• Systematically understand diverse concepts guiding change management and apply these in leadership situations in health care settings
  • Demonstrate critical understanding of existing theories and concepts involving change, and be able to apply these to new problems and scenarios in health service delivery
  • Critically evaluate suitability of factors necessary to initiate and manage change in health service and describe how these can be implemented in selected scenarios
Indicative reading list

Leading Change in Healthcare: Transforming Organizations Using Complexity, Positive Psychology
and Relationship-Centered Care. Anthony L. Suchman, MD MA, David J. Sluyter, EdD, & Penelope
R. Williamson, ScD, editors. ISBN-13: 978-1846194481 ISBN-10: 1846194482 Edition: 1st
Managing Transitions: Making the Most of Change. (2009). William Bridges. 3rd edition. Nicholas
Brealey Publishing. ISBN-10: 1857885414; ISBN-13: 9781857885415
Morjikian, R.L., Kimball, B. & Joynt, J. (2007). Leading Change: The Nurse Executive's Role in
Implementing New Care Delivery Models. Journal of Nursing Administration, Vol. (37)9: 399-404.
Rushmer, R., & Davies, H. (2004). Unlearning in healthcare: nature, importance and painful
lessons. Quality & Safety in Health Care, Vol. (13):10–15.
Greener, I. (2008). Decision making in a time of significant reform: managing in the National
Health Service. Administration and Society, Vol. (40)2: 194-210

Nicolini, D., Powell, J., Conville, P., Martinez-Solano, L. (2008). Managing knowledge in the
healthcare sector. International Journal of Management Review, Vol. (10):245–63.
Sheaffer, Z., Mano-Negrin, R. (2003). Executives’ orientations as indicators of crisis management
policies and practices. Journal of Management Studies, Vol. (40):573–606.
Anderson, R. A.; McDaniel, R. R. Jr. (2002). Managing Health Care Organizations: Where

Professionalism Meets Complexity Science. Health Care Management Review, Vol. 25(1): 83-92. Appreciative Inquiry for Change Management: Using AI to Facilitate Organizational Development - Sarah Lewis, Jonathan Passmore and Stefan Cantore Leading Change – Why Transformation efforts Fail. Kotter, HBR, Jan 2007 Accelerate – Kotter. HBR Nov 2012 Change Communications: Making the connections – Bill Quirke The Art of Possibility – Zander and Zander The three laws of Performance – Zaffron and Logan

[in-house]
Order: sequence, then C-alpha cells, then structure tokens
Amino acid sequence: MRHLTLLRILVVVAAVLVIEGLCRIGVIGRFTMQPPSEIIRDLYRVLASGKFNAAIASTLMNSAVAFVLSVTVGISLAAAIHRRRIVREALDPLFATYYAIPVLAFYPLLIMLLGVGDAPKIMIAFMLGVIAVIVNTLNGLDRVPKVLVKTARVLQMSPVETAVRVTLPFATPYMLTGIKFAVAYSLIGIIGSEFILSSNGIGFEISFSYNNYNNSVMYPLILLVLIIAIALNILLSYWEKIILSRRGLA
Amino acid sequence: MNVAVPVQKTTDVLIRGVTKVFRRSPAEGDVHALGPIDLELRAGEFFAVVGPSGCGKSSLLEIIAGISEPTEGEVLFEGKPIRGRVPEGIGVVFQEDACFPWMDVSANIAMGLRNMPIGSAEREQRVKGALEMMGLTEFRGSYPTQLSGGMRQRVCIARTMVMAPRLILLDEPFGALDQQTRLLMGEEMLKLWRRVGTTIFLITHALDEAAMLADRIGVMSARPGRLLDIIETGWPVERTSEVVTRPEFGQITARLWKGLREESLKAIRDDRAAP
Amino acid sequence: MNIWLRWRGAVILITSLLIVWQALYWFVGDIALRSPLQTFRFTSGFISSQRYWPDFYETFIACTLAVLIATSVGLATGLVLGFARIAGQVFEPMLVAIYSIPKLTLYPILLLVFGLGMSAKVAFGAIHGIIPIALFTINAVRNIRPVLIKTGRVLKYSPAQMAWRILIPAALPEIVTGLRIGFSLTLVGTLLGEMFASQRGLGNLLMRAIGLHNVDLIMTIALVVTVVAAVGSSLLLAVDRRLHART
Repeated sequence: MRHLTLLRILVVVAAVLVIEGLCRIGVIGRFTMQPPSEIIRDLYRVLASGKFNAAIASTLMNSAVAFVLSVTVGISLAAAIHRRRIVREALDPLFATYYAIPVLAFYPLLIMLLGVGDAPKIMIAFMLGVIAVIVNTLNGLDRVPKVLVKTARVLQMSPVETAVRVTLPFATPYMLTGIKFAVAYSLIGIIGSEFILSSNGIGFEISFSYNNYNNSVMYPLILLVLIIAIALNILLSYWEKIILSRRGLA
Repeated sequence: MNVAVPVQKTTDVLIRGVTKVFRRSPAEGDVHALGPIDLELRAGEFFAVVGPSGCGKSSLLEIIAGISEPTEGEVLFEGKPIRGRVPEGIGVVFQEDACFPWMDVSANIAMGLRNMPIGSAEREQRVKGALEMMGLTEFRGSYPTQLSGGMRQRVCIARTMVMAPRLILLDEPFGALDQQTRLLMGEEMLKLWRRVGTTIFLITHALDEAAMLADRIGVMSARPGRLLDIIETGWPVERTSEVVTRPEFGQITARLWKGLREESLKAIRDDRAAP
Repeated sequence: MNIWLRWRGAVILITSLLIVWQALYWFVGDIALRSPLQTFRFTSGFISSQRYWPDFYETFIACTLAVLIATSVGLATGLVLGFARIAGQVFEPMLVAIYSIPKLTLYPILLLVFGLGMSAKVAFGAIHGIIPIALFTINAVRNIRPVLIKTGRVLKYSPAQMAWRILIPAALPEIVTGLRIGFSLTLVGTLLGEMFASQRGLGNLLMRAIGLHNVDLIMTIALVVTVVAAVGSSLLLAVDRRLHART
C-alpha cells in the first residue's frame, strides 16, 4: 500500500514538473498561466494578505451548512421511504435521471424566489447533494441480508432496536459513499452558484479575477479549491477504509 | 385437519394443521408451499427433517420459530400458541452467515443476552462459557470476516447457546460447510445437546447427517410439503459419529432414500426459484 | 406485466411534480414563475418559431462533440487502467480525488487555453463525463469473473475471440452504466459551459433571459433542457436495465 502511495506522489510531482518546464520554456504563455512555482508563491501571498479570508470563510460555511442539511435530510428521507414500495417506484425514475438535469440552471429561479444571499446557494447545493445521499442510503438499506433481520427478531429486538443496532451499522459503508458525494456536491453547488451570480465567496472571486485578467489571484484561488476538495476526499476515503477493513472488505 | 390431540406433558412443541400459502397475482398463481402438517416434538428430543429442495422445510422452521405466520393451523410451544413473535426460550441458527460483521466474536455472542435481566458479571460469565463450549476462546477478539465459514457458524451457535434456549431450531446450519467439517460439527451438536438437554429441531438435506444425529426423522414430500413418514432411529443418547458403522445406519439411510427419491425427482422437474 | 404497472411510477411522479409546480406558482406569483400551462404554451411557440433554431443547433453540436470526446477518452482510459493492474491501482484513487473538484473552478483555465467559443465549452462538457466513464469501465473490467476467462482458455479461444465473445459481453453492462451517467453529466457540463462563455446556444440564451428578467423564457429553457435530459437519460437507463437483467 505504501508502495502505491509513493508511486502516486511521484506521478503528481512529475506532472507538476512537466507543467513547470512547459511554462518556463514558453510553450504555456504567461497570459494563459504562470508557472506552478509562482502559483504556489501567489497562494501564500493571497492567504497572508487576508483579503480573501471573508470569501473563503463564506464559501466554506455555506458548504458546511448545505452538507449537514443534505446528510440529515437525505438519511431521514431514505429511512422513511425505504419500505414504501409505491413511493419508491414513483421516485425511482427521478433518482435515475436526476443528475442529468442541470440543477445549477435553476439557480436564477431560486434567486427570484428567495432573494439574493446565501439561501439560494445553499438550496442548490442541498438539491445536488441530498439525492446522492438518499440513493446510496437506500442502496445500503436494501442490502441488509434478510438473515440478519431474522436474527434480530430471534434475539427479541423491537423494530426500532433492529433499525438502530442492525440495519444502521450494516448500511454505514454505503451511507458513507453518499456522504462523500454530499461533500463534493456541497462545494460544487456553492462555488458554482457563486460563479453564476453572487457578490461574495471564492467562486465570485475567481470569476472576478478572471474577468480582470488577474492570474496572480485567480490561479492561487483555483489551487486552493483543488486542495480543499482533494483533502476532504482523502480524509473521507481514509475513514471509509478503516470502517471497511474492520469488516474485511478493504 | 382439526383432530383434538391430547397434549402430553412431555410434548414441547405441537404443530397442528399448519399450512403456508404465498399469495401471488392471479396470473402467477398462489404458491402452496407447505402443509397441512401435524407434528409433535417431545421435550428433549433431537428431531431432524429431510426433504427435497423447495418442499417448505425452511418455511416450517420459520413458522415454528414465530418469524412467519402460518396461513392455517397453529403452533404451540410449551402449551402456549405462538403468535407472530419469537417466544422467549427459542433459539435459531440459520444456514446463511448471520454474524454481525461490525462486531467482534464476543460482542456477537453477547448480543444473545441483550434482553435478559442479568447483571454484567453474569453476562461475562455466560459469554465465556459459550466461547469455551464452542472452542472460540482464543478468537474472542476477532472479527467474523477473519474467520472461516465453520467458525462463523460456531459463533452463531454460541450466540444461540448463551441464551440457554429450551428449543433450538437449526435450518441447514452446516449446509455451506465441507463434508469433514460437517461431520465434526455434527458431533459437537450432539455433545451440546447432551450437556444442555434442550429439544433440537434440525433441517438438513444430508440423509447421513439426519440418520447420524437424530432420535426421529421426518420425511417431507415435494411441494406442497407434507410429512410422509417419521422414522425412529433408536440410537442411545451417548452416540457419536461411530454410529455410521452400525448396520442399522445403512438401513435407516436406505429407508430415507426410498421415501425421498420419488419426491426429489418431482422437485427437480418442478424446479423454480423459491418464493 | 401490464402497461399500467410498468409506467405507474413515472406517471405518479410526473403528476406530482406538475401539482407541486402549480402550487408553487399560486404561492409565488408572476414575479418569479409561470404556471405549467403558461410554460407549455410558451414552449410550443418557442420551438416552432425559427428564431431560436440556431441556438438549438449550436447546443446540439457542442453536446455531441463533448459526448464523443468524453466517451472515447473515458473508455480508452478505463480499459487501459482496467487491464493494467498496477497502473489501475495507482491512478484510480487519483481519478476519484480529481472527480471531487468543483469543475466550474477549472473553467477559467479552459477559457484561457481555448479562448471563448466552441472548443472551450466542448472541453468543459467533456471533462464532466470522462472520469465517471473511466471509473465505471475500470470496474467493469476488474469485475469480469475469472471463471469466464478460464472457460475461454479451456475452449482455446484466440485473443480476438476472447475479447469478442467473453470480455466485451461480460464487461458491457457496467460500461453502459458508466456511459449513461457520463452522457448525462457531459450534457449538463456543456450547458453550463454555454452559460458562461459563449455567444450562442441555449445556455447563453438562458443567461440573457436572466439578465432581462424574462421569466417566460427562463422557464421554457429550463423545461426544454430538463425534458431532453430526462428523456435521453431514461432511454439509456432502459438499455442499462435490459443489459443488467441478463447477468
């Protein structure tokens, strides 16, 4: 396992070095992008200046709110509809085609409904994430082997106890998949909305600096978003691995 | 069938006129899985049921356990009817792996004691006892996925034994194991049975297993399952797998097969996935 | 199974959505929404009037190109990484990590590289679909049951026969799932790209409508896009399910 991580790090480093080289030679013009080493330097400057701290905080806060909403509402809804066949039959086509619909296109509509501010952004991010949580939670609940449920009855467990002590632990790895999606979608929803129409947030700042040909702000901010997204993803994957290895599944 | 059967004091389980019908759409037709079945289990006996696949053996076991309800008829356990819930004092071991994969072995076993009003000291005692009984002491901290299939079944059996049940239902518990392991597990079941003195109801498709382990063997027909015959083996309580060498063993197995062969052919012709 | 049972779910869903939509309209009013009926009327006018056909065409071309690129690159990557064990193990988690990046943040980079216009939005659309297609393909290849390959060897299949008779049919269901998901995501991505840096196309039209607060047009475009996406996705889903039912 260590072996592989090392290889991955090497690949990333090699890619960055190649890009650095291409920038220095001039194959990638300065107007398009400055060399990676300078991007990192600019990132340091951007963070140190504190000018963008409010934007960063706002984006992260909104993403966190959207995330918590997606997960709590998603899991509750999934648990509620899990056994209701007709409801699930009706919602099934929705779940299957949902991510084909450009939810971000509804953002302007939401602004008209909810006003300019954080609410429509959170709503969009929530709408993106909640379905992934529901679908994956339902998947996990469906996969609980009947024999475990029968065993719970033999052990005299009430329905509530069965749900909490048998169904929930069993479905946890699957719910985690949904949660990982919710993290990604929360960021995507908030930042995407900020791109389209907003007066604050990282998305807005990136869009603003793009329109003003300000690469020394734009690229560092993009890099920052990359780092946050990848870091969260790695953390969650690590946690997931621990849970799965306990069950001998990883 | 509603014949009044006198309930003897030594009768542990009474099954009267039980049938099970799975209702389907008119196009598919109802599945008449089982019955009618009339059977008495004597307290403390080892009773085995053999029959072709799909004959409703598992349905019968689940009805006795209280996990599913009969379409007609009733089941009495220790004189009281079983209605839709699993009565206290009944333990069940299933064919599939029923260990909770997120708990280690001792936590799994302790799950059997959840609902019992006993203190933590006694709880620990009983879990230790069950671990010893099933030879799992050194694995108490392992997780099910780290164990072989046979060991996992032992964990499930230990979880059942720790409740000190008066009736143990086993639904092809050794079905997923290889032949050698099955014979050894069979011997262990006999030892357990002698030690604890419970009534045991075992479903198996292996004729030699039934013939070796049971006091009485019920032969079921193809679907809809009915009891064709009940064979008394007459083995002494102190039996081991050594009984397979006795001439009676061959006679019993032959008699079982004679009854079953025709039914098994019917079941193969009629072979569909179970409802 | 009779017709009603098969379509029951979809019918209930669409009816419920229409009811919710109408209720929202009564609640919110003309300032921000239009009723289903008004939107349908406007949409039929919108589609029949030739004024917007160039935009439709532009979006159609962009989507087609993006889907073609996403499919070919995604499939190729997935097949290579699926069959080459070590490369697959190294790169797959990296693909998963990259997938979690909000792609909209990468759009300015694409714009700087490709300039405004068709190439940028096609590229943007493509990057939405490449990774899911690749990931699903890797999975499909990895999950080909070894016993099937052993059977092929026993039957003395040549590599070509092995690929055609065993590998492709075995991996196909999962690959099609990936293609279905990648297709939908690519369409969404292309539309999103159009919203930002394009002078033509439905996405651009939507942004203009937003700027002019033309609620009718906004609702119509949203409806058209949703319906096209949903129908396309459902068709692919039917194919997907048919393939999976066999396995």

Research element

This module incorporates elements of exploratory research, essence and importance of qualitative and procedural data, themes that arise from complex data and their interpretation surrounding quality improvement in the healthcare sector.

Interdisciplinary

Healthcare operational management is a new emerging discipline that combines health science methodologies with engineering, statistics, quantitative elements of management with data science for quality and productivity improvement in the healthcare sector.

Subject specific skills

-Structuring healthcare system
-Psychology of change
-Organizational interdependencies
-Continuous improvement
-Ethics and values
-Strategies

Transferable skills

-Teamwork and collaboration
-Modelling complex decisions
-Stakeholders
-Negotiation
-Translating information into operational strategies
-Complexity and ambiguity

Study time

Type Required
Lectures 25 sessions of 1 hour (17%)
Seminars 15 sessions of 1 hour (10%)
Practical classes (0%)
Assessment 110 hours (73%)
Total 150 hours
Private study description

No private study requirements defined for this module.

Costs

No further costs have been identified for this module.

You must pass all assessment components to pass the module.

Assessment group A2
Weighting Study time
Written Assignment 100% 110 hours

Single post module assignment comprised of two parts:
-Part-1 around 3000 words (65%)
-Part-2 around 1000 words (35%)

Feedback on assessment

Written feedback on post-module assignment.

Courses

This module is Core optional for:

  • Year 1 of TWMS-B9AA Postgraduate Healthcare Operational Management